[REVIEW] Weird West – A million weird ways to die in the West

I don’t mind a little weirdness. Hell, look up weird in the dictionary and you might even find a picture of me next to the definition. A game developer really has to pull out the stops for me to call its game ‘too weird’. Yet, here we are, with a game that almost does. Because let me tell you, Weird West sure deserves the name it was given. I’m just curious what particular kind of weirdness Wolfeye was going for. You see, Weird West is weird in more than one way, and you might not like all of ’em.

A pig-headed guy walks into a bar. A bounty hunter looks him straight into his beady eyes and asks: “Hey Oinky, don’t I know you from somewhere?” He reciprocates: “Of course you do. I used to be you…” It is at that exact moment that guns are drawn and you and your previous self are being turned into swiss cheese by tons of outlaws while your bullets can’t seem to hit shit. In the chaos, you knock over an oil lamp and become a walking spitroast, mere seconds before you choose to reload the last auto-save. This all sounds like a lame-ass joke, but if this is the kind of weirdness you’re after, you’re in the right place. Welcome to the Weird West, a place that can kill you in a million odd ways.

If it ain’t clear yet, Weird West doesn’t sugarcoat its weirdness. Right off the bat, things become obvious. You’re going to experience some strange stuff. The Weird West has stories to tell, and you’ll be living through a handful of them. Your protagonists? Five individuals, each in turn branded by a hooded cult and set loose to settle their own personal vendetta. None of them used to be directly linked, but ever since that occult branding, they are. They’ve become one and the same person, living their own disturbing lives that may or may not intersect at some point. The question, in the end, is “why?”, and you’ll have to do a whole lot of digging and shooting to figure that out.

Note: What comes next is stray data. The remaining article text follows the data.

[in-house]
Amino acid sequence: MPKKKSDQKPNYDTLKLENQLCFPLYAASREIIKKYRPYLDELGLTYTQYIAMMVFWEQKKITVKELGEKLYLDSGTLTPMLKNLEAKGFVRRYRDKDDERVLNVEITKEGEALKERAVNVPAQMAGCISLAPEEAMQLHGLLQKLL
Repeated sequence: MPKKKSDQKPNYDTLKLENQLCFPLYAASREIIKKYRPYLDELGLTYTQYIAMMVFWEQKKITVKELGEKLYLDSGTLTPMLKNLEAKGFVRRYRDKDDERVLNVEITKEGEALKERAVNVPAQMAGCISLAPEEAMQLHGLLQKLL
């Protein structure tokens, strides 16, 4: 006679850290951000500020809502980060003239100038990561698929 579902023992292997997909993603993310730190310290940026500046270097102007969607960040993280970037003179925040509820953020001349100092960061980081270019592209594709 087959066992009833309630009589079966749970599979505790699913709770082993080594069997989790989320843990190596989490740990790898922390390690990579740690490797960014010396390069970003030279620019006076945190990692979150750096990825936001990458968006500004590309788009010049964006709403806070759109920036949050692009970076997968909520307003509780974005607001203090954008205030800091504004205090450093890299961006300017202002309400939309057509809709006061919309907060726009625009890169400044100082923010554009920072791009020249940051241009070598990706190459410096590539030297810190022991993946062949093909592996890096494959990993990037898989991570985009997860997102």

Let me start off by saying this: Weird West ain’t for the casual players. The West is relentless, unforgiving, and unkind to those who underestimate it. Branded a top-down immersive sim/ action RPG, Weird West calls for methodic approaches. Gung-ho gunslingers often find themselves 6-feet under if people even bother digging a hole for you. He or she who practices diplomacy, cunning, and stealth can make it pretty damn far in the West. But that ain’t weird, I guess. If you know the people behind developer Wolfeye – devs who worked on Prey and Dishonored – you also know their philosophy.

That Prey/Dishonored DNA is found everywhere in Weird West. Isometric top-down view aside, this game shares some key ingredients. One of them is the inventory system in which tons of useless loot can be stored and sorted. If you thought that the other two games threw worthless junk at you, the West has even more in store. If it ain’t bolted to the floor, you can pretty much salvage it. Not that you’d want to, but at some point, you just go with it. Why? Because Weird West gives you a hard time selecting the one item you truly want to pick up. If there’s a penny to be found amidst a pile of playing cards, cutlery, and empty cups ‘n’ cans… better take it all. The day you manage to select that penny in one try is the day you need to score yourself a Powerball ticket.